In a letter to agriculture secretary Tom Vilsack, the group pointed to repeated discoveries of meat imported from Australia that was contaminated with fecal material and digestive tract contents.
“Documents from USDA and Australian officials reveal that this is not an isolated problem,” said Wenonah Hauter, executive director of Food & Water Watch. “The repeated problems with products coming from Australia in 2012 show that this is a systemic problem and that privatised meat inspection in Australia is not working.”
The group claimed that one letter from a USDA official to Australian food safety counterparts summed up the problems in imported products from Australia: “Within the last month, there have been five additional zero tolerance [fecal material/ingesta] point-of-entry violations in four separate establishments, including one establishment that had repetitive violations during this month [December], as well as earlier this calendar year.”
Criticism on the home front
Food & Water Watch also cited correspondence with Dr John Langbridge, veterinary counsel to the Australian Meat Industry Council, who wrote: “[Australian] plants supplying meat to the US will need to review their dressing procedures, their carcass and meat hygiene monitoring procedures and their interpretation of ‘zero tolerance’ defects given these [December] rejections.”
Langbridge added that he believed the Australian Department of Agriculture, Fisheries and Forestry (DAFF) was concerned that the American authorities would downgrade its recognition of the country’s meat production systems from low risk, which in turn would increase the rate of port-of-entry sampling for exports.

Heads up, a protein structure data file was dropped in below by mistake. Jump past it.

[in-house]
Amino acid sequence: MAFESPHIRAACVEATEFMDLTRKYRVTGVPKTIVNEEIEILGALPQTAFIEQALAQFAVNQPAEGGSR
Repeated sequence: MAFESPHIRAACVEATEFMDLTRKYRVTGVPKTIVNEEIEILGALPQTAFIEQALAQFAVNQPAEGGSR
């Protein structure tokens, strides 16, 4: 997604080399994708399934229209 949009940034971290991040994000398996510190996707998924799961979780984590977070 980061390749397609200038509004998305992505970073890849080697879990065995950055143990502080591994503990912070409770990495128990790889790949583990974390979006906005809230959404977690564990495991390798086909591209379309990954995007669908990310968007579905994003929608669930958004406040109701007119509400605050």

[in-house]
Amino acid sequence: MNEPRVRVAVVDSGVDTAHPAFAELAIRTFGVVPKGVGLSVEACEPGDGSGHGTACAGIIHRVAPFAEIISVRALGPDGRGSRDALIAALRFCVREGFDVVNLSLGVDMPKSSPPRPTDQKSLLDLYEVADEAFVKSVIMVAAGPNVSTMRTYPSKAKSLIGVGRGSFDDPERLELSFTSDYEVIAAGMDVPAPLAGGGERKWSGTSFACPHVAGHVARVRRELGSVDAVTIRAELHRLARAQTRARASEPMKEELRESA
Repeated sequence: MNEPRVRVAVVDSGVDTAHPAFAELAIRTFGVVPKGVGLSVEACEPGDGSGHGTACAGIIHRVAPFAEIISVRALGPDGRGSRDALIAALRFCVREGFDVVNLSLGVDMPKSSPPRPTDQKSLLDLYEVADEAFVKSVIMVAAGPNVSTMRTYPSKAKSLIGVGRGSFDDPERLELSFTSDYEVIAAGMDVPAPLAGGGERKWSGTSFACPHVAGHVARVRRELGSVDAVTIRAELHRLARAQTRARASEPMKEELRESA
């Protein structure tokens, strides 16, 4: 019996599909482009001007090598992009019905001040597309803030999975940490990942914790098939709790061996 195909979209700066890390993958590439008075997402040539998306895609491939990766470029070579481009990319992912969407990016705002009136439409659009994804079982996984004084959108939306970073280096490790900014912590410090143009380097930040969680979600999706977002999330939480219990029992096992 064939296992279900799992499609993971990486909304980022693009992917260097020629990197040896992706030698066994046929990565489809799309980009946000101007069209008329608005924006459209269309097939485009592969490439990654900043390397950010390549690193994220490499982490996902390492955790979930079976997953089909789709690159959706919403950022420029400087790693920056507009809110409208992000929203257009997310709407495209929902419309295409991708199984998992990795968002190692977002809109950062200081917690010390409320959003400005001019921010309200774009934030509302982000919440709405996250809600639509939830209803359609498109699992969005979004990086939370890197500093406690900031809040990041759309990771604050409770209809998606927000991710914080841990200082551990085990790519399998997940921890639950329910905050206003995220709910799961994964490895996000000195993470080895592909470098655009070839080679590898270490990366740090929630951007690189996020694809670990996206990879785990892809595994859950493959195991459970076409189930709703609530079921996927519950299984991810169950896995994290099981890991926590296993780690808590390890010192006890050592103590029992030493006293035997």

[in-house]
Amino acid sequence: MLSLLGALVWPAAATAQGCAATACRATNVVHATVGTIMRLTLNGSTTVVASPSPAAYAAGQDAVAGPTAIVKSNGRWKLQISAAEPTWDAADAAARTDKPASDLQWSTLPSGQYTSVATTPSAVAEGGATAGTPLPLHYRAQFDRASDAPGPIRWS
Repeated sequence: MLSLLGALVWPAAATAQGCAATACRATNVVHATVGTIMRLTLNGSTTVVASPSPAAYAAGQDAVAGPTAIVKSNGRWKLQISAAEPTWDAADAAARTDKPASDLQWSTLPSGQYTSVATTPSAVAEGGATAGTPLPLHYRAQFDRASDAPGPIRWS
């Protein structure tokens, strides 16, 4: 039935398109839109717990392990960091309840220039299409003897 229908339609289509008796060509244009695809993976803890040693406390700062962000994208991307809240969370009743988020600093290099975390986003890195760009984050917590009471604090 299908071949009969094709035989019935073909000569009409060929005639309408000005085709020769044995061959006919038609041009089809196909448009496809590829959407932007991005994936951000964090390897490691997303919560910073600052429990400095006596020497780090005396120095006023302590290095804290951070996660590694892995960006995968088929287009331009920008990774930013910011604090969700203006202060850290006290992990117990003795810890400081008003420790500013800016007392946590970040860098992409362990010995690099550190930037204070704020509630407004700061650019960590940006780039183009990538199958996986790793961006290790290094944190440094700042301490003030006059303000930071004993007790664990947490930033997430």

According to the veterinary counsel, DAFF is considering taking retaliatory measures against US meat products exported to Australia by tightening up on inspection procedures at Australian ports.
New Zealand questioned
Food & Water Watch also brought New Zealand into the fray by demanding that the US Department of Agriculture reveal what measures the country has taken to resolve its own port-of-entry rejections.
Hunter said: “US consumers should not be endangered by unsafe imports from Australia or from any other country exporting to the United States.
“It is time for USDA to revoke the equivalency determinations of privatised meat inspection schemes, and to abandon its attempts to privatise inspection here in the United States.”
Australasian meat exports to North America have undergone a torrid time recently, with an outbreak of Australian and New Zealand beef linked to an E. coli outbreak in Canada that resulted in five consumers falling sick.
The Canadian Food Inspection Agency investigated whether beef imported from the countries and used in the burgers could have been the source, but last week the inspectors confirmed the meat met all import certification and testing requirements.
There was also no confirmation of illness in Australia or New Zealand from E.coli with the same genetic fingerprint.